XOM sold off with the broader market at the end of last year, falling from the lower 80s to the mid 60s - a fall of slightly more than 20%. Prices have since rallied. They have made two moves higher - the first in early January and the second at the end of January. Prices are above the 10, 20, and 50-day EMA. All the shorter EMAs are rising, as the MACD. This is a very nice chart that bodes well for the next few months.

Universal Corporation

UVV is a dividend aristocrat. From Dividend.com: The 10-year is currently trading around 3%, which makes the 5.42% yield very attractive.

Like most aristocrats, UVV is self-financing; their cash flow from operations is more than sufficient to pay for all capital expenditures. In fact, it's usually 3x-4x larger giving it maximum financial flexibility. It usually has EBITDA of over $200 billion while their dividend payments have been between $55 and $62 billion. Turning to the balance sheet, book value (assets-liabilities) is currently $1.3 billion while the debt/asset ratio is 19% (this figure includes short-term debt).

The company is a member of the consumer staples sector, which is currently falling relative to the SPY. However, the company's high yield is bound to attract yield-hungry investors.

The company's chart is attractive: The stock fell with the rest of the market at the end of last year. The absolute drop was 30%. It has since been rising modestly; the stock has a slight uptrend since the beginning of the year. The EMA picture is neutral; the shorter EMAs are moving sideways while the longer EMAs are moving slightly lower. Prices are still below the 200-day EMA. The real key to this stock is the MACD which has been consistently rising since the beginning of the year.

RPM International

RPM is a dividend aristocrat. From Dividend.com: Its yield is below the 10-year treasury, which means investors will need some capital appreciation to obtain gains above the current safe interest rate. The payout ratio is very safe. Dividend increases are clearly a core corporate value, as the company has increased dividends for nearly a half-century.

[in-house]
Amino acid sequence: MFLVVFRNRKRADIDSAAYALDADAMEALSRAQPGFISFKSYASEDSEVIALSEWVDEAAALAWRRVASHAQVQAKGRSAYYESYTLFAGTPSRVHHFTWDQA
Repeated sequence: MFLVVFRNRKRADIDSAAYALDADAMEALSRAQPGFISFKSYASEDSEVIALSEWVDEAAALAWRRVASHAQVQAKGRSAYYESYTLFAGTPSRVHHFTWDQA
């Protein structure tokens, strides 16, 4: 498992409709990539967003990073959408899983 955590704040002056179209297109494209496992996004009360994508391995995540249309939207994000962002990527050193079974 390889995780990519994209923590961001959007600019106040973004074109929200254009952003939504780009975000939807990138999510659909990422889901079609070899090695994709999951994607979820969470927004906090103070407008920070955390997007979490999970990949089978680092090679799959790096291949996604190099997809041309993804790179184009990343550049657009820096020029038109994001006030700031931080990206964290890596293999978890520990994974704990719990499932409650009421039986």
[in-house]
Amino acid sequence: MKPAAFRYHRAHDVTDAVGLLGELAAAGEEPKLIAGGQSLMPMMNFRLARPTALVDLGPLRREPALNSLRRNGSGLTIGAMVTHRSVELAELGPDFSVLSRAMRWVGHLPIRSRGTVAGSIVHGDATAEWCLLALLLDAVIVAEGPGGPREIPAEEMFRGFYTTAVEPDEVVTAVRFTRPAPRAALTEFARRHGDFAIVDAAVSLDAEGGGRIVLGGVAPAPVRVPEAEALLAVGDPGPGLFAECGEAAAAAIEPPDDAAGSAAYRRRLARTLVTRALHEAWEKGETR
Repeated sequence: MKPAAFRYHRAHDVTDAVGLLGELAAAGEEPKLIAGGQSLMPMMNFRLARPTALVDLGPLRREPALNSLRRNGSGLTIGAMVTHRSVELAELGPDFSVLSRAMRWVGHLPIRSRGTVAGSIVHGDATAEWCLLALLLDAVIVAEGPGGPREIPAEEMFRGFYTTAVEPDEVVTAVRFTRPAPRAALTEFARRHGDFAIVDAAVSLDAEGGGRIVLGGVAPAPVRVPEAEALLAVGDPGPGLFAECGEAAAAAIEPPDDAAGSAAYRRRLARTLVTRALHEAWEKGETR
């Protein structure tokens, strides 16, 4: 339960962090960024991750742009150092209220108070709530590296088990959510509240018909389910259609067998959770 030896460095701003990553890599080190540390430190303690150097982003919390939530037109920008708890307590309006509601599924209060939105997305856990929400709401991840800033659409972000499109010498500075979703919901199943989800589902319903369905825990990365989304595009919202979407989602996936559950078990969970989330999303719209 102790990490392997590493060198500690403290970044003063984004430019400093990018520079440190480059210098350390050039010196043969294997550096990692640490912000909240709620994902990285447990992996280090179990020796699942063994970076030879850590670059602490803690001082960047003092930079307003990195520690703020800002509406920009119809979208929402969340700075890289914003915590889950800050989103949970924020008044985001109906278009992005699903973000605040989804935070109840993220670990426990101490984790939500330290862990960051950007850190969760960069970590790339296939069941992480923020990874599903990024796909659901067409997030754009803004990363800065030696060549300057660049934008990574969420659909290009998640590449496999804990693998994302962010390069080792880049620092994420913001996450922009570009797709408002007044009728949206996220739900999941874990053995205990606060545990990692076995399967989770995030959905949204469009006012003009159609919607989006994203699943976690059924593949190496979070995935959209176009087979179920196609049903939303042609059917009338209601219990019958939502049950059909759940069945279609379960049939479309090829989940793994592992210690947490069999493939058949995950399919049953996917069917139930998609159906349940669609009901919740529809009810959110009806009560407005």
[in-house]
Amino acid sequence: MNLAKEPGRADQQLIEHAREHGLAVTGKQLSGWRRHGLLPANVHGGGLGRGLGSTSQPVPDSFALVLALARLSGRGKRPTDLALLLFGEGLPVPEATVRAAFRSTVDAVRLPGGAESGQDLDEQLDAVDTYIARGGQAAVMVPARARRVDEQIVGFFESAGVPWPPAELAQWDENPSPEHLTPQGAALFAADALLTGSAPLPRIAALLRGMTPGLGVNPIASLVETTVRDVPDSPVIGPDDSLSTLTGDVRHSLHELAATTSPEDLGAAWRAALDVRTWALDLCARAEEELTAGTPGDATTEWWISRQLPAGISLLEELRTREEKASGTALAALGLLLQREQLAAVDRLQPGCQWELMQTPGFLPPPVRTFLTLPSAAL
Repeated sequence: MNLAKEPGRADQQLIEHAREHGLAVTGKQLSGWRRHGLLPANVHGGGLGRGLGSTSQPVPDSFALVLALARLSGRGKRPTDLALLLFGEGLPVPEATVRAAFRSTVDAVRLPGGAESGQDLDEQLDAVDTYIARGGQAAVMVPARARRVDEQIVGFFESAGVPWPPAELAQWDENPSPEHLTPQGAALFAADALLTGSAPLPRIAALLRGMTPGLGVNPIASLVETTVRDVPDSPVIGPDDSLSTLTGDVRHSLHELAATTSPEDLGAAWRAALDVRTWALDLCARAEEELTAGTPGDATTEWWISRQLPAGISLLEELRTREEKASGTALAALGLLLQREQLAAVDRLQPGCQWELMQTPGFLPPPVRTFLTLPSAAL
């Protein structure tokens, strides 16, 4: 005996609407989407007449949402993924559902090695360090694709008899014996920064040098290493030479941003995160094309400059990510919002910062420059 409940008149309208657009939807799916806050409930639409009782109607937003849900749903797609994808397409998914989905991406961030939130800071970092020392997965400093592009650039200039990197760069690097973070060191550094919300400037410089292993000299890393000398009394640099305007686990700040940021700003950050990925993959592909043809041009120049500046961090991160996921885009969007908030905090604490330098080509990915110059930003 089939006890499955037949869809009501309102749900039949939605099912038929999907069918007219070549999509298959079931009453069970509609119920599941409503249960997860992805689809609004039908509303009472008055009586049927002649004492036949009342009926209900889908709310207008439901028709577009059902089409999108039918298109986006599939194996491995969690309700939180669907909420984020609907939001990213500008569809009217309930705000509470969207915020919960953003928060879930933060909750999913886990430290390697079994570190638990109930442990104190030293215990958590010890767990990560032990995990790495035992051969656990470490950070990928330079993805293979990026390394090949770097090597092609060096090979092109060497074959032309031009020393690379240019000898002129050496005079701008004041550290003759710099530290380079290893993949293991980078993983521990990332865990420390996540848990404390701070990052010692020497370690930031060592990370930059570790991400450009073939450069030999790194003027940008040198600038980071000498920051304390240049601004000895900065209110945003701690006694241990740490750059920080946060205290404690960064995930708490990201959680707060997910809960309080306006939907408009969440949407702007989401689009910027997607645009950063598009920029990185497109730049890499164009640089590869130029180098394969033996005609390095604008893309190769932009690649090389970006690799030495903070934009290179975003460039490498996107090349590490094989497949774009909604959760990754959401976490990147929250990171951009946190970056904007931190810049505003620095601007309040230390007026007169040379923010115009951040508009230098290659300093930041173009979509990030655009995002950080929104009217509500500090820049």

RPM generates ample cash from current operations to fund ongoing investment. With the exception of 2015, the company's cash from operations was higher than its cash spent on investments. EBITDA has fluctuated between $458-$650 billion while dividend payments have been between $124-$176 billion. This should give investors an added measure of safety. The LTD/asset ratio is 41%, a conservative measure.

RPM is a member of the basic materials sector, which is currently improving relative to SPY. However, its current trajectory on the RRG table is weak. This explains why the individual stock chart is so important:

RPM fell 22.5% when the market sold off at the end of last year. Prices hit a bottom in the lower 50s and have since rallied about 15%. They are currently in an uptrend. They hit resistance at the 200-day EMA and have since fallen back to the trend line. The shorter EMAs are positive while the longer EMAs are modestly bearish; this, however, is standard when a company is rebounding from a selloff. The MACD is rising, indicating growing positive momentum for the stock.

All three companies above have one thing in common: rising momentum. That means this is a good time to consider adding them to your portfolio.

I don’t have a professional relationship with any reader, nor should this column be considered specific investment advice for any individual. Please do your own homework to make sure the investments discussed are within your individual risk tolerance.

Disclosure: I am/we are long XOM. I wrote this article myself, and it expresses my own opinions. I am not receiving compensation for it (other than from Seeking Alpha). I have no business relationship with any company whose stock is mentioned in this article.